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Chemically Enhanced Primary Treatment of Wastewater

Waste Water Treatment

  1. Frédéric J. F. Chagnon,
  2. Donald R. F. Harleman

Published Online: 15 JUL 2005

DOI: 10.1002/047147844X.ww63

Water Encyclopedia

Water Encyclopedia

How to Cite

Chagnon, F. J. F. and Harleman, D. R. F. 2005. Chemically Enhanced Primary Treatment of Wastewater. Water Encyclopedia. 1:659–660.

Author Information

  1. Massachusetts Institute of Technology, Cambridge, Massachusetts

Publication History

  1. Published Online: 15 JUL 2005

Abstract

Chemically enhanced primary treatment (CEPT) is a wastewater treatment process in which small doses of chemical compounds are added to wastewater in order to increase the operating efficiency of sedimentation basins. The chemicals cause the suspended particles to clump together via the processes of coagulation and flocculation. The particle aggregates, or flocs, settle faster and thus enhance the treatment efficiency, which is measured as the removal of solids, organic matter, and nutrients from the wastewater. The chemicals utilized in CEPT are the same ones commonly added in potable water treatment (e.g., metal salts and/or organic polymers).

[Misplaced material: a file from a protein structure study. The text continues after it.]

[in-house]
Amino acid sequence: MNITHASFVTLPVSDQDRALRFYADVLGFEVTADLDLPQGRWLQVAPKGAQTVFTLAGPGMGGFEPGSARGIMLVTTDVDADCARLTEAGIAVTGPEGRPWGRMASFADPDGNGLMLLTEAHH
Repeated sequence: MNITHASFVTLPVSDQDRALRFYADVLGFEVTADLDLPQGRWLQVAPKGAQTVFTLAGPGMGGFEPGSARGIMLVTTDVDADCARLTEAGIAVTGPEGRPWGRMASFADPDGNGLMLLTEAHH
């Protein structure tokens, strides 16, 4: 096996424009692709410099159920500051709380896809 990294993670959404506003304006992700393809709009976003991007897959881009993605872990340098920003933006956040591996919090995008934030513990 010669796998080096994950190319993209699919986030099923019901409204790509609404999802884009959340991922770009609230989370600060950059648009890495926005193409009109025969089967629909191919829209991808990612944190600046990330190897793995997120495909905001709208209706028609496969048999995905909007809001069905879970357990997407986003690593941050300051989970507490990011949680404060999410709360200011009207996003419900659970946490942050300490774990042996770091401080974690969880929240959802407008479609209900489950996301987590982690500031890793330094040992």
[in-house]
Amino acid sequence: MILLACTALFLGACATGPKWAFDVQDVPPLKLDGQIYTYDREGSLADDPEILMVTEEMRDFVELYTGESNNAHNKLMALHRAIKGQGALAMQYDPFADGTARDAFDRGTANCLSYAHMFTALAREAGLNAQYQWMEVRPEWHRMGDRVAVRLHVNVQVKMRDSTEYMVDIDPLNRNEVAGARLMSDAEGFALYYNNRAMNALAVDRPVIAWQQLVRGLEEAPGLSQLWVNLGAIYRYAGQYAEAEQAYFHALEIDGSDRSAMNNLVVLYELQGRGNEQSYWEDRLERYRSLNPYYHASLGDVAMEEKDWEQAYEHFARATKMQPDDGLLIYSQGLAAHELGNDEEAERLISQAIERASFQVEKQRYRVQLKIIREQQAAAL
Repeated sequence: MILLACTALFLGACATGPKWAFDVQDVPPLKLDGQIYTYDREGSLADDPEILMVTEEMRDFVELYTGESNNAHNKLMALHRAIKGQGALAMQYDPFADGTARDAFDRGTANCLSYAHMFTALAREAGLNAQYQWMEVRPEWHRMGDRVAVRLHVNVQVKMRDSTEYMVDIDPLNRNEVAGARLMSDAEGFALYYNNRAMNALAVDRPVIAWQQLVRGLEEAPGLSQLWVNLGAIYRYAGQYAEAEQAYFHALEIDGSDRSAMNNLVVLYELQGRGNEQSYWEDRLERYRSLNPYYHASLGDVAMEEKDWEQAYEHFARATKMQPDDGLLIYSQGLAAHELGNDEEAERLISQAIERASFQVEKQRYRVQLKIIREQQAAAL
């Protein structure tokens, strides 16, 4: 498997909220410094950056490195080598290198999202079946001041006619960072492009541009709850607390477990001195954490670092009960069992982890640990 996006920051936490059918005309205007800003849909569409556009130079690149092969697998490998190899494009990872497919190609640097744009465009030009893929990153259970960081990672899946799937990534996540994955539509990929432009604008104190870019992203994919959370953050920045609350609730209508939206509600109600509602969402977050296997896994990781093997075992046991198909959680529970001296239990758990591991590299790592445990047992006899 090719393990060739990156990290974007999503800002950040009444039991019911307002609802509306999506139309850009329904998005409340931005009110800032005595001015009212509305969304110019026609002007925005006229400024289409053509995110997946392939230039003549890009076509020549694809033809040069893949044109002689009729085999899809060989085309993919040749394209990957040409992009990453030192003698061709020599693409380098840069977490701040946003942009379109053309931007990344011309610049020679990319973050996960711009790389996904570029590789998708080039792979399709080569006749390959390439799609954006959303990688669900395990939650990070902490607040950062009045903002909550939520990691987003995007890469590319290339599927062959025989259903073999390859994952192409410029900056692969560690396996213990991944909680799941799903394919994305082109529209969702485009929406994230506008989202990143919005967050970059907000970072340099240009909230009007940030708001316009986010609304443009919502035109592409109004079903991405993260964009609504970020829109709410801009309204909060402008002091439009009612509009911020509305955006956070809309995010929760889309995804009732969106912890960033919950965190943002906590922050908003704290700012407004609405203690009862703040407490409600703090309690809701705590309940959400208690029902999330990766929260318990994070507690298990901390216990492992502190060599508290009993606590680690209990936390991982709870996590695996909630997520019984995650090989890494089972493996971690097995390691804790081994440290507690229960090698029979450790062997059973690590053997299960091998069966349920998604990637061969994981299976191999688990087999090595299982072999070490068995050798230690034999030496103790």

Keywords:

  • coagulation;
  • flocculation;
  • sedimentation;
  • basins;
  • secondary;
  • treatment